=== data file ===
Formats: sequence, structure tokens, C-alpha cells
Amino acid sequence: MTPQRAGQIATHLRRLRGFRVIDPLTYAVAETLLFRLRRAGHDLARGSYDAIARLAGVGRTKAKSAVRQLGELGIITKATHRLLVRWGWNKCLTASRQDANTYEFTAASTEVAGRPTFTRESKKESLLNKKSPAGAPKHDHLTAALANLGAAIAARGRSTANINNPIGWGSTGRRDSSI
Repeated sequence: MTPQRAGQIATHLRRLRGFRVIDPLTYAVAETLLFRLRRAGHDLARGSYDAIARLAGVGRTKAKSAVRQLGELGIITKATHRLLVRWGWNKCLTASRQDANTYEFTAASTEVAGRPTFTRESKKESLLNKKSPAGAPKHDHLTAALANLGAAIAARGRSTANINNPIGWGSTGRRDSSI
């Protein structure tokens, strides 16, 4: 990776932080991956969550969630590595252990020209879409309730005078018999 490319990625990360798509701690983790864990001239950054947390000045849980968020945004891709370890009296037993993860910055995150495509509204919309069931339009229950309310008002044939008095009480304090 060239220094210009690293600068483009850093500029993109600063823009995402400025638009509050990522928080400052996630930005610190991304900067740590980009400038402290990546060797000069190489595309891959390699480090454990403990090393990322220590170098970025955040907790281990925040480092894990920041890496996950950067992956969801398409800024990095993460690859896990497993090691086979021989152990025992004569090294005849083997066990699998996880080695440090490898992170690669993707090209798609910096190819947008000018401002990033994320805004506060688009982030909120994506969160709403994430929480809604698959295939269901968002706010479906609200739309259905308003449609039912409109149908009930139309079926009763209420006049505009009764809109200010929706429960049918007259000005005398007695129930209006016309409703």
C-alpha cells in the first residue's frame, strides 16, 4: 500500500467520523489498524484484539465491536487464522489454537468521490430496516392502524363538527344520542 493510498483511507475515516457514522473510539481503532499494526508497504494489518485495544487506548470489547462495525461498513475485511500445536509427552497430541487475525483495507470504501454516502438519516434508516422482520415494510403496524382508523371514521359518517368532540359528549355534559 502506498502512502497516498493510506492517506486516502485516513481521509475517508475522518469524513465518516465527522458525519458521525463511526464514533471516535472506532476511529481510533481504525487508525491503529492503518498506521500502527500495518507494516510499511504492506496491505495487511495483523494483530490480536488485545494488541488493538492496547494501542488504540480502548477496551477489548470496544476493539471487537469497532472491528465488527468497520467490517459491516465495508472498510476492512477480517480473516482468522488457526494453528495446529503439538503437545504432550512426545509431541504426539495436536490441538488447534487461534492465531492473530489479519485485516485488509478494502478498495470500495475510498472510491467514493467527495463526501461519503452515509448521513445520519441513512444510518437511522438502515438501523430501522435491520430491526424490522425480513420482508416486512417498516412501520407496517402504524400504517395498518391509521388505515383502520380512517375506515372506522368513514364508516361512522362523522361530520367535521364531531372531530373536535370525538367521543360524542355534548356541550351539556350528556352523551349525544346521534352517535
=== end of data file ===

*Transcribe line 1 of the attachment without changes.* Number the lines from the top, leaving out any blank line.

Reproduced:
Formats: sequence, structure tokens, C-alpha cells